Michael, in the mean time, started digging around in the boardview file. I was unable to open it as a Windows machine was required. He found the controller chip for the card reader by tracing back the connections. “UE400”. I looked it up in the schematic and sure enough.
UE400 is a USB to Flash bridge, named by the manufacturer as “USB2227”. Here is the webpage for that chip.
It’s actually quite an impressive chip! And Apple is not even using a big portion of it. Looks like most of the external memory address bus pins are not used, according to the boardview. Pins MD5-12 (“these signals are used to transfer data between the internal CPU and the external program memory.”) and pins MA 0-15 (various Memory Address Bus). I’d look into the why but it is currently already 4:15AM so… nah 🙂
The datasheet also clearly shows compatibility of this bridge with OS X, Mac OS 8.6 and Mac OS 9. All one needs is a “Multi-LUN Mass Storage Class Drivers available from Microchip”. Maybe this card reader can be activated after all!
As I am writing this (next day 1PM now, I had to get some sleep) and Michael hasn’t even started tearing his iMac down yet, I have some time to kill to talk about other things here. The schematic, Revision G, dates September 27th 2005. The iMac G5 was introduced and available October 2005. Not including the card reader was as last minute as it gets. I’m surprised they had enough time to get the back covers re manufactured without the cardslot in it.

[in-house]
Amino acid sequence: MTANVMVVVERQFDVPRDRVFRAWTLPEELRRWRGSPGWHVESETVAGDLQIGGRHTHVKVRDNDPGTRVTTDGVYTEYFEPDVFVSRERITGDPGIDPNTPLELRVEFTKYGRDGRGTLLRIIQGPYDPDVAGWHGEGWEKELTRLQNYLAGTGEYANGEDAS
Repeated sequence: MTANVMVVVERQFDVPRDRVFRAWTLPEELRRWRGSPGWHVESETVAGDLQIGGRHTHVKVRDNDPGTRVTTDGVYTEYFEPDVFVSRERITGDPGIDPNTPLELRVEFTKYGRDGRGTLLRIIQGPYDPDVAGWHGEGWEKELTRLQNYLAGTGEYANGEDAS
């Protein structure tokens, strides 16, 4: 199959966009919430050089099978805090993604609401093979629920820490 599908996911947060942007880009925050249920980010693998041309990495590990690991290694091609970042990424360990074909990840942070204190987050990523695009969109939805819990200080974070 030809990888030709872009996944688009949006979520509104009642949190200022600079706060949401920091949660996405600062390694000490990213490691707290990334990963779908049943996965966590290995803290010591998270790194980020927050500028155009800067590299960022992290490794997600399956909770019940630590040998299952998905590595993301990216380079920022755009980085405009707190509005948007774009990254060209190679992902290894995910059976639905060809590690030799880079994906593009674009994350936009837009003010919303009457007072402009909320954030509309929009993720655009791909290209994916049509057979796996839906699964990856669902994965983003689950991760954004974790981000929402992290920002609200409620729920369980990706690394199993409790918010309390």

And what is this?
Did earlier revisions perhaps have a manual card eject button?
Suddenly I get a notification:
I tossed the cat off my lap, dropped my snack and ran to the computer. If you want to enjoy the full experience, stop reading now and go watch the video here:
The teardown is as expected until the board comes out and the back becomes visible. There it is, in all it’s glory; the CF/SD card reader! Michael was kind enough to send me some photos after the stream, here they are:
As a picture tells a thousand words, nothing more for me to add. I’m geeking out!
During the live stream Michael did manage to fix the cover spring so when cards are ejected the covers snap back in place. He did note how loose an SD card sits in the slot, only held in place loosely by the CF card cover. This would not have held up to daily use outside of Apple I’m sure, maybe that’s why they abandoned it?
Anyway this was a very fun iMac to explore and I’m glad I was around for it. Many thanks to Michael for sharing the details and doing the live stream!
There is more to come on this subject as the 250GB Maxtor that was inside this iMac will soon be on it’s way to me. It does not appear this drive was ever wiped after it left Apple so there may be some beta firmware or other goodies left to find 😉
Stay tuned and don’t forget to watch the video!
UPDATE: After reassembling Michael put an SD card in and…. the card reader works!!!
A big thank you to my Patreon supporters for making this and future content possible!
- Michael Stanhope
- Greg Thompson
- Greg Hrutkay of Hrutkay Mods
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2 thoughts on “Exploring an iMac G5 prototype”
Thanks Jay, it was a great experience!
Yes, it’s true.
The iMac G5 was originally planned to have a CompactFlash slot. At the end of development, it was removed. It was difficult and not intuitive to reach around to insert the card. I always thought it should have been placed on the side, but that would have necessitated a CF daughterboard.
Kinda disappointed it never made it into production, but was the catalyst for MacBooks to have SD slots.
Not sure if many know about this, but take the old original Apple remote and it will magnetically attach to the G5 on the lower right side below the optical drive.